The free movement rights enjoyed by EEA nationals (and their family members, both EEA and non-EEA) exist in and of themselves. While, it is possible to obtain confirmation of these rights in the form of documentation from the UK Home Office, EEA nationals have not commonly done so. The process can be time consuming and until now, many have seen it as unnecessary.

We would now strongly advise EEA nationals living in the UK to obtain confirmation of these EU rights as soon as possible.

For those EEA nationals who have spent less than five years exercising treaty rights in the UK, they can apply for a registration certificate confirming they are exercising treaty rights in the UK. This should not show an expiry date but will only be valid as long as the EEA national remains in the UK exercising treaty rights. An EEA national does not need to wait until they have held the registration certificate for five years before applying for confirmation of their permanent residence. Subject to absences (see above), an EEA national will acquire the right of permanent residence after continuously exercising treaty rights in the UK for five years. Therefore if they have already spent three years in the UK when they apply for the registration certificate in 2016, they may automatically acquire permanent residence in 2018.

For EEA nationals who have already spent five years or more in the UK exercising treaty rights, they can apply for confirmation that they have acquired permanent residence in the UK and no longer need to demonstrate they are exercising treaty rights. Under the EEA Regulations, some EEA nationals may also acquire permanent residence in less than five years and may therefore apply for confirmation of permanent residence application at an earlier date.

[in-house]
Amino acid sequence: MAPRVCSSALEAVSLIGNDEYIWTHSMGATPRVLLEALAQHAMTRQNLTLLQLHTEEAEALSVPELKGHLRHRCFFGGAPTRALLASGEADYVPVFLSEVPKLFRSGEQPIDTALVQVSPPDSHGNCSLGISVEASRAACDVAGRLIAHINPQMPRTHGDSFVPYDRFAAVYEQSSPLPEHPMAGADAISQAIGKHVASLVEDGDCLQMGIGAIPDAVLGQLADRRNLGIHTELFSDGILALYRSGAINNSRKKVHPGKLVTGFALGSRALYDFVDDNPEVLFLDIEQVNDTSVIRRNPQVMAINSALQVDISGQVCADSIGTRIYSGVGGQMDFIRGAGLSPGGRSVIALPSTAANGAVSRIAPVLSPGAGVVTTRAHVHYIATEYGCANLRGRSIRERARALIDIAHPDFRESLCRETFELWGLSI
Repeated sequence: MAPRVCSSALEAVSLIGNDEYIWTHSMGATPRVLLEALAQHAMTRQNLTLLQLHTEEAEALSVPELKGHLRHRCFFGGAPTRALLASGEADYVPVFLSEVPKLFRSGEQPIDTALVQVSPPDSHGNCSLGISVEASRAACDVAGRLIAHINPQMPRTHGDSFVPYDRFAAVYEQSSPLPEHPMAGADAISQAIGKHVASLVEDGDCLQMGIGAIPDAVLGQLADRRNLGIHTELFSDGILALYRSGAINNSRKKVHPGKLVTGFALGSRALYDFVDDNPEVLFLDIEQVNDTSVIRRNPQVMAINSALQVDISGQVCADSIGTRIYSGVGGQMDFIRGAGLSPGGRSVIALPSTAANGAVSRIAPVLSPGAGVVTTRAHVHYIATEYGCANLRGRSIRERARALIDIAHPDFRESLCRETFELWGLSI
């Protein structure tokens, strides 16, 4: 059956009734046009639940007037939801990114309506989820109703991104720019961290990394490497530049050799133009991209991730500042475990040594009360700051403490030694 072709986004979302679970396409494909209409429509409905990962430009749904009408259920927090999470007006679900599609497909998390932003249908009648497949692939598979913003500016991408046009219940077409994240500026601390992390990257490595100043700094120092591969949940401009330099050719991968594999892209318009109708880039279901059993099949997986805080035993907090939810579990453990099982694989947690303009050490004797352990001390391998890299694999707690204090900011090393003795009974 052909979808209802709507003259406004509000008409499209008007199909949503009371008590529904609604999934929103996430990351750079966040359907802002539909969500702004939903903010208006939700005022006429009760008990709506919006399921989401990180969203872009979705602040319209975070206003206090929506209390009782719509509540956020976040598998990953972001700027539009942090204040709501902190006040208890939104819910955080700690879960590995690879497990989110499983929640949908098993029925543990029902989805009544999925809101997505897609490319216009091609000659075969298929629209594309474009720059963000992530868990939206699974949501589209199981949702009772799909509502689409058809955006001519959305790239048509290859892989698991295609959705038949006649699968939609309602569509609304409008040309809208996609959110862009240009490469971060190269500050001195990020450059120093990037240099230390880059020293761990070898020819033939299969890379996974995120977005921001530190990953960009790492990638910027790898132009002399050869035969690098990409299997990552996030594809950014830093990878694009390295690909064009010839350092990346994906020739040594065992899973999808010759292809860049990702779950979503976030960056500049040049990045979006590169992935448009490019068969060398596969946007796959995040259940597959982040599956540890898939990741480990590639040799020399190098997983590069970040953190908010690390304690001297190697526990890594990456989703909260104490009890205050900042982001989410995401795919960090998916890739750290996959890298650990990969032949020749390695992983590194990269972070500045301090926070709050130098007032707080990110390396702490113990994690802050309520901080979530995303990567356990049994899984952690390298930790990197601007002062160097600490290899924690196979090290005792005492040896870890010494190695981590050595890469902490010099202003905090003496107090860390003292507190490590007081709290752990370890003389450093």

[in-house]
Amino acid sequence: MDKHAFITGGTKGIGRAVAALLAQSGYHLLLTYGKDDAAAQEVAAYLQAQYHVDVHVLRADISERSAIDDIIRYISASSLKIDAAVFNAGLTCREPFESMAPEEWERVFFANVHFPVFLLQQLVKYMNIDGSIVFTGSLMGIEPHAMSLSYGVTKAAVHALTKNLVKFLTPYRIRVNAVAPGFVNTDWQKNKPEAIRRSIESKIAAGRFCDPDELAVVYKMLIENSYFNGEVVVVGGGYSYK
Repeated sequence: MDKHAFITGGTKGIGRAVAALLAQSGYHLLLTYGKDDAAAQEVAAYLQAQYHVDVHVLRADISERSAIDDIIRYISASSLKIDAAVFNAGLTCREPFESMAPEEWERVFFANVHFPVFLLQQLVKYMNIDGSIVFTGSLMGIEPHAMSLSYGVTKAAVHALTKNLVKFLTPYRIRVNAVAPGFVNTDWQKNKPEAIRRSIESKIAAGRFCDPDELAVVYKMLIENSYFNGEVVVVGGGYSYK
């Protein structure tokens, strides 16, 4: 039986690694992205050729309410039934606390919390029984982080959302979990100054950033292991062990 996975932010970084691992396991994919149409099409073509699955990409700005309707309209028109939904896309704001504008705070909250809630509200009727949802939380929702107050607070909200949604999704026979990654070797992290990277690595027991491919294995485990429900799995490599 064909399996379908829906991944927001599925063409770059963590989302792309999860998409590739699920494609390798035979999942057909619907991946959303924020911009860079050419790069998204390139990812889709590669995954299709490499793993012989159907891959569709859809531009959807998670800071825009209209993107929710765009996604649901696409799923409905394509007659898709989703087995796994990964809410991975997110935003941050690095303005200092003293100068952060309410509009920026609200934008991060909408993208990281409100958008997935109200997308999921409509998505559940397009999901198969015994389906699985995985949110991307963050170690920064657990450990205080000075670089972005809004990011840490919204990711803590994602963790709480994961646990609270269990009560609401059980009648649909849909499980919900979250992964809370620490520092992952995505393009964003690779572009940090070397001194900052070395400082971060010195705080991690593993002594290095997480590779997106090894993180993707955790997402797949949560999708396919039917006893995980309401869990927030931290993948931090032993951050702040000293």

Once an EEA national has acquired permanent residence and held that right for a further 12 months, they may be eligible to apply to naturalise as a British Citizen. Acquisition of British citizenship is the best way for an EEA national to secure their place in the UK regardless of the outcome of any negotiations that take place as part of a process to leave the EU. However, it is important for EEA nationals to take advice on the impact of naturalisation on both any other nationality they hold as some countries do not recognise dual citizenship, and on their tax status in the UK. EEA nationals should also consider the position of any non-EEA family members who have not yet acquired the right of permanent residence. Such family members would lose the right to remain under the EEA Regulations on the EEA national becoming British. Families should therefore consider carefully the timing of a naturalisation application. In November 2015, the Home Office introduced a requirement for EEA nationals to obtain a document certifying permanent residence before applying for naturalisation.